That should probably be ‘my slide into deeper disappointment’ – with Stephen Kotkin’s ‘biography’ of Stalin. Yes, scare quotes, since the effort is more like Kotkin’s rambling notes on the history of Russia – and much of the rest of the world – in the 20th century. My gut feeling about this book was confirmed with Kotkin’s take on the argument that the Bolsheviks actually managed to pull off the impossible: rescue, reestablish and refound a state in a country that was well on the way to becoming a collapsed state. For Kotkin, this state was nothing more than a criminal network:
This was a very peculiar state: an armed political police that resembled criminal bandits; a sprawling food procurement commissariat, which bested numerous rivals in a battle for bureaucratic aggrandizement; a distribution apparatus to allocate the spoils and to feed off them itself; an immense desertion-beset Red Army; an inefficient but – thanks to the aura of emergency – increasingly hierarchical party hydra, which absorbed and deployed personnel; and a propaganda machinery … wielding newspaper, posters, skits, films and agitation trains (pp. 289-90)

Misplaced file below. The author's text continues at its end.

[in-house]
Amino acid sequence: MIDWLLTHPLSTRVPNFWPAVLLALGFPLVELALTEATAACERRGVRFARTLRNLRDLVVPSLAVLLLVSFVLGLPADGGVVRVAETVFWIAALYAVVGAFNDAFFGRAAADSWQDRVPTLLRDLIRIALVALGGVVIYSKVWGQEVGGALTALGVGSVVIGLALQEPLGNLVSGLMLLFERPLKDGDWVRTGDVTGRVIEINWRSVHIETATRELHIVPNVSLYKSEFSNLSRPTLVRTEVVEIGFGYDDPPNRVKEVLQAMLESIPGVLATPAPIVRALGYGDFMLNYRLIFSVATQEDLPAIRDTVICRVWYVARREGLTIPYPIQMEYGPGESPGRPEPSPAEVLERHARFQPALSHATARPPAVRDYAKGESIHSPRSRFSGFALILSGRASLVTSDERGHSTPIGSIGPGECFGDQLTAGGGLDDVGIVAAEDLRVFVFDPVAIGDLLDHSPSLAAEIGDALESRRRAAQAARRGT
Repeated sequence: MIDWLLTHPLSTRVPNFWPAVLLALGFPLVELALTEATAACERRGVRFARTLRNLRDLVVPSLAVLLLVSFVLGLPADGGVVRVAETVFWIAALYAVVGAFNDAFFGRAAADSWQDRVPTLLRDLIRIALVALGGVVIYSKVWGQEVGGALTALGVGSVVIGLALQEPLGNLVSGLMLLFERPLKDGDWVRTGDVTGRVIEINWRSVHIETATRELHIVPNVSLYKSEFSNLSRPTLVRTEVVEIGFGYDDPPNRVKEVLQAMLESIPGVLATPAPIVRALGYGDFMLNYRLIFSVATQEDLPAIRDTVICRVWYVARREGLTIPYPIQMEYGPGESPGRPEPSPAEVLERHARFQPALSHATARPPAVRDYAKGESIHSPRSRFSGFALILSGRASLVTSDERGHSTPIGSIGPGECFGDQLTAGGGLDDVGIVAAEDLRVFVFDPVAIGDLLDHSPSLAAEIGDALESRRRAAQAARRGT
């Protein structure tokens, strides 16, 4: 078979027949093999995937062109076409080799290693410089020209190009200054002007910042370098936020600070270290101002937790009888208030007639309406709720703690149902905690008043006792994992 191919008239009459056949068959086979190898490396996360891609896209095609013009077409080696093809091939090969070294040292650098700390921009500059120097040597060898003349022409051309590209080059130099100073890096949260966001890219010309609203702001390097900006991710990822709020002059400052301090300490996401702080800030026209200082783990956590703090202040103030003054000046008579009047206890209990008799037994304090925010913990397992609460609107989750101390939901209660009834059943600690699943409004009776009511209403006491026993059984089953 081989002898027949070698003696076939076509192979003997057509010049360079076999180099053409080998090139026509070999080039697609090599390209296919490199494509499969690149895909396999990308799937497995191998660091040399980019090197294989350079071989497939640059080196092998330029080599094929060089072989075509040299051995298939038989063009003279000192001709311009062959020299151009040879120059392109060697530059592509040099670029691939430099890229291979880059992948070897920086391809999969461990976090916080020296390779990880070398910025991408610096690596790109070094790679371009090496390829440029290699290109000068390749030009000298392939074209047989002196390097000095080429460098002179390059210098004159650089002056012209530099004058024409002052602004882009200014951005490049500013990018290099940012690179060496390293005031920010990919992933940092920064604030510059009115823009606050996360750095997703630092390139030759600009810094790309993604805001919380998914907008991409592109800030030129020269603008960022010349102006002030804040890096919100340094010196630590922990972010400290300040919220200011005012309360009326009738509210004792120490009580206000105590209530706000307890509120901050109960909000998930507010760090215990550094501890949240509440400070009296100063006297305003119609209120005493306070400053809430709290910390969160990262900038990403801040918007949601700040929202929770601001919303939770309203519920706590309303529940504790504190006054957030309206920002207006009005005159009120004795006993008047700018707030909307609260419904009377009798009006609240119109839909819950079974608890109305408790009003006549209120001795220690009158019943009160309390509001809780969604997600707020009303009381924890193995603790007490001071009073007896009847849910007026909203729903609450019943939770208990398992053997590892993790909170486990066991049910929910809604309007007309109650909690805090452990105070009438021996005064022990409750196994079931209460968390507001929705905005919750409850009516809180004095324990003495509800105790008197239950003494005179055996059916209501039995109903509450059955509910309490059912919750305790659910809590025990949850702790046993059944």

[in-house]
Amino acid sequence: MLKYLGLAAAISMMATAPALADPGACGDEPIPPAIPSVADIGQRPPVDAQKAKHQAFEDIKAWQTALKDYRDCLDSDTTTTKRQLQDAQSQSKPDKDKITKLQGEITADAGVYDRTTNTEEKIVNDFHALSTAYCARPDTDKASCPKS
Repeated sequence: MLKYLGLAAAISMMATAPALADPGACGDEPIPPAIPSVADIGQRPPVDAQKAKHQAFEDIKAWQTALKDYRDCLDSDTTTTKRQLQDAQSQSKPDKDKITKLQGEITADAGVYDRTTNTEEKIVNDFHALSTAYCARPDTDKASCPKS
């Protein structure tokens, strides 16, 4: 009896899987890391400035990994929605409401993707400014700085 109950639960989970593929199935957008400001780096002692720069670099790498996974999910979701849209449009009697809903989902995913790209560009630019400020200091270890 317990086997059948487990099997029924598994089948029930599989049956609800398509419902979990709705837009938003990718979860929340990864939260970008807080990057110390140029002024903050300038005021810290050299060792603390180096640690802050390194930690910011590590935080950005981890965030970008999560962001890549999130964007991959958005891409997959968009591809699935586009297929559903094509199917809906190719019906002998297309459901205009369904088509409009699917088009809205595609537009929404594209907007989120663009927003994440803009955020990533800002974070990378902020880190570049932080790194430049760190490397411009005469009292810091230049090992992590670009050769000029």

Apart from the rabid anti-communism of such a caricature – a bloated hydra feeding off spoils – I should add that for Kotkin there really was no ‘counter-revolution’, since it was the creation of the propaganda machine. Oh yes, the Red Army did not win the civil war; it simply stood by while the White Armies collapsed around them.